However, there's disagreement on how these online video ad spending increases will be funded. 42% of agency and brand executives believe that budgets currently used for out-of-home advertising will be tapped, followed by Search (26%) and broadcast TV (21%). But when brands alone are broken out, 33% said "no other category" (implication is video spending is incremental), with broadcast TV in second (cited by 31%), display (30%) and print (19%). In a sign that plans to poach broadcast TV dollars may be over-estimated, 42% of buyers said there hasn't been any change in their spending on that media.
In another sign of how TV and online video are continuing to converge, LiveRail is announcing this morning support for TV-style advertising pods in online video streams, using real-time bidding. The new feature means that content providers can programmatically sell and insert multiple ads in a given ad break, increasing monetization opportunities for long-form content absent additional users or viewership.
While preserving a positive user experience is critical, the reality is that as content providers have continued to push long-form programs online, the hunt for additional revenues has only intensified. According to recent research from FreeWheel, long-form ad loads were up 12% in Q2 '13 year-over-year to nearly 12 ads per 20-minute or longer stream. However, the increase doesn't appear to be affecting the viewer experience yet, as completion rates for mid-roll ads (the most likely place to insert ad pods with multiple ads) stood at 97% for 15-second ads and 91% for 30-second ads.
With 3.7 billion video ads served, the combined AOL-Adap.tv has landed atop comScore's September 2013 U.S. Online Video Rankings. (see chart below) It's the first time that AOL has outranked Google (primarily YouTube), which dropped to second with 3.2 billion video ads served. On its own in August, Adap.tv served over 2.5 billion video ads. AOL-Adap.tv was also tops in total ad minutes in September with over 1.6 billion, followed by BrightRoll with nearly 1.3 billion.
Ad tech provider Mixpo has hired ad industry veteran and long-time board member Jeff Lanctot as its new CEO. Lanctot takes over the role from co-founder Anupam Gupta who remains on the board. Lanctot was most recently Chief Media Officer at digital agency Razorfish, and previously served as GM and Chief Strategy Officer. Prior he was at aQuantive and Microsoft Advertising.
The IAB has released its Internet advertising report (based on an industry survey conducted by PwC) for the first months of 2013, revealing a 17.8% increase in total online advertising to $20.7 billion in 1st half 2013. Online video's share was $1.3 billion, up 30% from the $1B it totaled in 1st half 2012.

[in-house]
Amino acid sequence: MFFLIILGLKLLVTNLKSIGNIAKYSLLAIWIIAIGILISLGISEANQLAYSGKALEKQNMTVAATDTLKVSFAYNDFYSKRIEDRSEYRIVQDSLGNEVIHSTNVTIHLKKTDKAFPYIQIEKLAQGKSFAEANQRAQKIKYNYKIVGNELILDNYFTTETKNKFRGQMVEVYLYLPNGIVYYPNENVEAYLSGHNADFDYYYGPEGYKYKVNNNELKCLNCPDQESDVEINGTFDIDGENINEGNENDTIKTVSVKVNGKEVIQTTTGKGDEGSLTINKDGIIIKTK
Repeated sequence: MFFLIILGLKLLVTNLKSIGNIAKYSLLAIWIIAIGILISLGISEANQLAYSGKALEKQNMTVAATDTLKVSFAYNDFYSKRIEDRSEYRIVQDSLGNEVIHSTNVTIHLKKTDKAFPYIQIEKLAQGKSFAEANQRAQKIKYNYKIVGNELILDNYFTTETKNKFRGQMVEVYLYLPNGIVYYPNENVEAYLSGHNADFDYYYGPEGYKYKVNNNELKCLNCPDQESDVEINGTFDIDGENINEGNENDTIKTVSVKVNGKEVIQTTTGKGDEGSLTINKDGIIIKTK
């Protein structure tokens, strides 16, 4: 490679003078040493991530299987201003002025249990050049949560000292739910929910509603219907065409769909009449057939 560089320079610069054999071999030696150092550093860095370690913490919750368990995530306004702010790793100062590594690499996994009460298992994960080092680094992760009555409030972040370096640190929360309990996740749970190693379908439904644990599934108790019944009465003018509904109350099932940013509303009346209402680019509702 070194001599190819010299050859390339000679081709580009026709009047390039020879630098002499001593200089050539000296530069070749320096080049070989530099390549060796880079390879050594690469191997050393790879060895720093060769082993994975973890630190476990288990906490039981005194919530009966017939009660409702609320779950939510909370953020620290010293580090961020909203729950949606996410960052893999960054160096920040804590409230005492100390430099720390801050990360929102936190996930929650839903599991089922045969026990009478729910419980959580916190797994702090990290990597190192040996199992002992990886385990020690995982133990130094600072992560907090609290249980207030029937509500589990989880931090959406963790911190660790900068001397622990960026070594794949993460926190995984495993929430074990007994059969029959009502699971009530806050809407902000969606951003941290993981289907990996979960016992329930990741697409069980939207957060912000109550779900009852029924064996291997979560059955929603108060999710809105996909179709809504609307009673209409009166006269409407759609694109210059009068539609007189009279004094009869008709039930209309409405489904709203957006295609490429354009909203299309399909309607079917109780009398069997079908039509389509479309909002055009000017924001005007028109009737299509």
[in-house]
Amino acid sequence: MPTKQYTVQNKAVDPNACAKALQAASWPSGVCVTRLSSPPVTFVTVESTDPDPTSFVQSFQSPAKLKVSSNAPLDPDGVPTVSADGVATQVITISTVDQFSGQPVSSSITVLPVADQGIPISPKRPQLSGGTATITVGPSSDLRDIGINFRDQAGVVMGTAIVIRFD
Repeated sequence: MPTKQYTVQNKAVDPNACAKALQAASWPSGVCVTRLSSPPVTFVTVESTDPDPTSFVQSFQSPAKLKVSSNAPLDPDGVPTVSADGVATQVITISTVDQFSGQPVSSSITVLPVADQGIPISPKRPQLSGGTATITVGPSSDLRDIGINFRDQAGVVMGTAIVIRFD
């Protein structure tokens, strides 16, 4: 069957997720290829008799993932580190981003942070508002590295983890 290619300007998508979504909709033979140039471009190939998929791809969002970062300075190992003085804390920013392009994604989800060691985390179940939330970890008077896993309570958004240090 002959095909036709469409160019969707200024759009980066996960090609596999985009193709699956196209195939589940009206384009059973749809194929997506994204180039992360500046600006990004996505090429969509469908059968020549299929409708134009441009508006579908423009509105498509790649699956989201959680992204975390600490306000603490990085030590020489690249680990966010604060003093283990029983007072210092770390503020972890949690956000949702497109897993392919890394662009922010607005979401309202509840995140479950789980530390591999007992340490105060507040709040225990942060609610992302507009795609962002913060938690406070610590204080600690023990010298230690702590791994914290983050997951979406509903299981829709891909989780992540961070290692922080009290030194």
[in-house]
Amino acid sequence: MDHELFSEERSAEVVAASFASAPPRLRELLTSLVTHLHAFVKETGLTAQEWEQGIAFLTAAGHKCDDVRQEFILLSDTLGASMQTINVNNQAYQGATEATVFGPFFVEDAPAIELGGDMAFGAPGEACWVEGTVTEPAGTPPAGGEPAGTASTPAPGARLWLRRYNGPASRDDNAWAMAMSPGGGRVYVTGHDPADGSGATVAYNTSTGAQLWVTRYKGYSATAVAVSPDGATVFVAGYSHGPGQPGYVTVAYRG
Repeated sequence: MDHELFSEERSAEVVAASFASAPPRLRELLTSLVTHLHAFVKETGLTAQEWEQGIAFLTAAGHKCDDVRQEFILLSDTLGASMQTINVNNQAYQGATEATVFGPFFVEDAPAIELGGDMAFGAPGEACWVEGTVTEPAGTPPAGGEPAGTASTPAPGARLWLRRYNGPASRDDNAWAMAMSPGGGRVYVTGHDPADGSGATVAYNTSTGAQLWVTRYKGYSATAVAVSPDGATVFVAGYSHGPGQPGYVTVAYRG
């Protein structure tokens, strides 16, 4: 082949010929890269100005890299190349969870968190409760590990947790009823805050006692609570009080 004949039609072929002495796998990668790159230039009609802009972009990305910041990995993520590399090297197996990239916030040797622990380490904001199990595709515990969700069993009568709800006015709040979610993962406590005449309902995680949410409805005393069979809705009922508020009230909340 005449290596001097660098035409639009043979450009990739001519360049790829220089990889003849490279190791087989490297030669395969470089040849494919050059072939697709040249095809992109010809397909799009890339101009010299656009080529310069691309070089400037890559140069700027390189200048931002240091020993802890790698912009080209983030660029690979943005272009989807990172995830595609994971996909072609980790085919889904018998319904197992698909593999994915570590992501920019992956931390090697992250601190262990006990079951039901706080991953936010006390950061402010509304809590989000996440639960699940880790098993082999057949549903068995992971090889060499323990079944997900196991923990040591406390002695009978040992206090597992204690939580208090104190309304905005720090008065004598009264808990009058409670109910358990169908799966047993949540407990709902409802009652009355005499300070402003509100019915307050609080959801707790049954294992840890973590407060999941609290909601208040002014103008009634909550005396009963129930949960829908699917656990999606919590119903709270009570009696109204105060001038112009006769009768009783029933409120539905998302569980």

The 30% growth was the highest of all categories of online advertising except mobile, which grew to $3 billion in 1st half 2013, up a blistering 145% from the 1st half of '12 and almost 4x from the $636 million it generated in 1st half of '11.
Multiscreen video ad solution provider Mixpo is introducing today VideoVerify, a new video ad verification tool to combat fraud and substantiate video ad quality. VideoVerify assesses, in real-time, the quality of non-premium, long-tail video ad inventory on video ad exchanges. Based on data that VideoVerify provides, media buyers can block suspicious sites, or conversely, increase exposure on well-performing sites.
VideoVerify works by comparing current ad behaviors against a database of benchmarks Mixpo has built from hundreds of billions of video ad impression records over the past few years. The database includes in-stream, in-banner and in-app ad formats. Mixpo noted that this big data analysis has only recently become possible, and is enabled using Amazon's Redshift cloud-based data warehouse service.
I'm pleased to present the 197th edition of the VideoNuze podcast with my weekly partner Colin Dixon of nScreenMedia. At Advertising Week this week in NYC, the dominant theme I heard about was programmatic video advertising. Though it's an important and growing part of the larger video advertising space, it's still early days, so even the very definition of "programmatic" doesn't seem to have clear consensus.
In this week's podcast I explain the 3 main elements of programmatic as I understand them: automating certain buy/sell processes, using data to improve targeting and optimize yield/ROI, and using dynamic pricing models like real-time bidding. Depending on who you talk to, programmatic can refer to one or more of these elements.
One of the key topics of the week was how programmatic can be used by "premium" video content providers/publishers. In the podcast I also discuss this in-depth. I'm personally continuing to get my head around programmatic, so if I've misstated or mischaracterized anything, let me know and/or leave a comment!
Click here to listen to the podcast (19 minutes, 22 seconds)
Jun Group, the incentivized video ad provider, has shared a new infographic with a few interesting nuggets of data, indicating, among other things, that mobile video ads are getting longer and are also more engaging than video ads delivered online. Based on 10.2 million mobile and online video views in Q1 and Q2 2013, Jun Group found that 54% of mobile ads are now 30 seconds, 10% are 60 seconds and a surprising 32% are 90 seconds (personally I'm glad I haven't experienced one of these yet).
Topics: Jun Group